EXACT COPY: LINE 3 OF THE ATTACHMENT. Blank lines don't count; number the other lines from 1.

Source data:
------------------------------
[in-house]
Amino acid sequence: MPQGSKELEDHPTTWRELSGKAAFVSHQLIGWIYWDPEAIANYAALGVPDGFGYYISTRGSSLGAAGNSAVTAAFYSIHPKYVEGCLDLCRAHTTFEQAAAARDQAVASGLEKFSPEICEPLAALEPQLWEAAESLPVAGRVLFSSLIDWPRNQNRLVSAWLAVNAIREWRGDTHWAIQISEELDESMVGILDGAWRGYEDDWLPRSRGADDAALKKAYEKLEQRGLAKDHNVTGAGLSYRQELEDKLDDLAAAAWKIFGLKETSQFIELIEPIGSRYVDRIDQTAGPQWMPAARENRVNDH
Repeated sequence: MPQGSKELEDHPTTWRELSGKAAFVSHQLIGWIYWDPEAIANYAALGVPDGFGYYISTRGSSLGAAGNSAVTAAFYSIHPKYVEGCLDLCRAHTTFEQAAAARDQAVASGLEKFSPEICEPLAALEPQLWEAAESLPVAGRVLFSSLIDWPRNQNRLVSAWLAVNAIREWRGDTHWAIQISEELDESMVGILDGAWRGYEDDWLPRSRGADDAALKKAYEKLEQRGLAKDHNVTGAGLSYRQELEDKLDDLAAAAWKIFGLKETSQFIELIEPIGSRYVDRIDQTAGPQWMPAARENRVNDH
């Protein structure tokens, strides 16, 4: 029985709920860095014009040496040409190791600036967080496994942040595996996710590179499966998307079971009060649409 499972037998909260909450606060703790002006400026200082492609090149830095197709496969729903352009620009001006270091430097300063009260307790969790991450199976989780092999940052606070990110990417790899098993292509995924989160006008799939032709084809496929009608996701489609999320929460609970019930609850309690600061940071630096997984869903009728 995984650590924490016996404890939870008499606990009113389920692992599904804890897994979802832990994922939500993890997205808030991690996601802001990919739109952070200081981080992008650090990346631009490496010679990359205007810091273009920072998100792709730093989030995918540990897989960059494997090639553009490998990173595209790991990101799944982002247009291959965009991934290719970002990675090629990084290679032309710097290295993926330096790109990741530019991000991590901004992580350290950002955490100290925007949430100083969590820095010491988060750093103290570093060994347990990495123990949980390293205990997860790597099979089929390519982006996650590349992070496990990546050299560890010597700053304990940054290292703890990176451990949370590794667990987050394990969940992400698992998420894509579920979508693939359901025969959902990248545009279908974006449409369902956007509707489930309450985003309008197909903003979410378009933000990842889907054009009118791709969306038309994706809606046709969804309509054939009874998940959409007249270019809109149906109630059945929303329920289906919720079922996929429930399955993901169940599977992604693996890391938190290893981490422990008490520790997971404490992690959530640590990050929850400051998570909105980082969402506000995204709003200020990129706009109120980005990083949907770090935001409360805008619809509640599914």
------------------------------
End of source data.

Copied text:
Repeated sequence: MPQGSKELEDHPTTWRELSGKAAFVSHQLIGWIYWDPEAIANYAALGVPDGFGYYISTRGSSLGAAGNSAVTAAFYSIHPKYVEGCLDLCRAHTTFEQAAAARDQAVASGLEKFSPEICEPLAALEPQLWEAAESLPVAGRVLFSSLIDWPRNQNRLVSAWLAVNAIREWRGDTHWAIQISEELDESMVGILDGAWRGYEDDWLPRSRGADDAALKKAYEKLEQRGLAKDHNVTGAGLSYRQELEDKLDDLAAAAWKIFGLKETSQFIELIEPIGSRYVDRIDQTAGPQWMPAARENRVNDH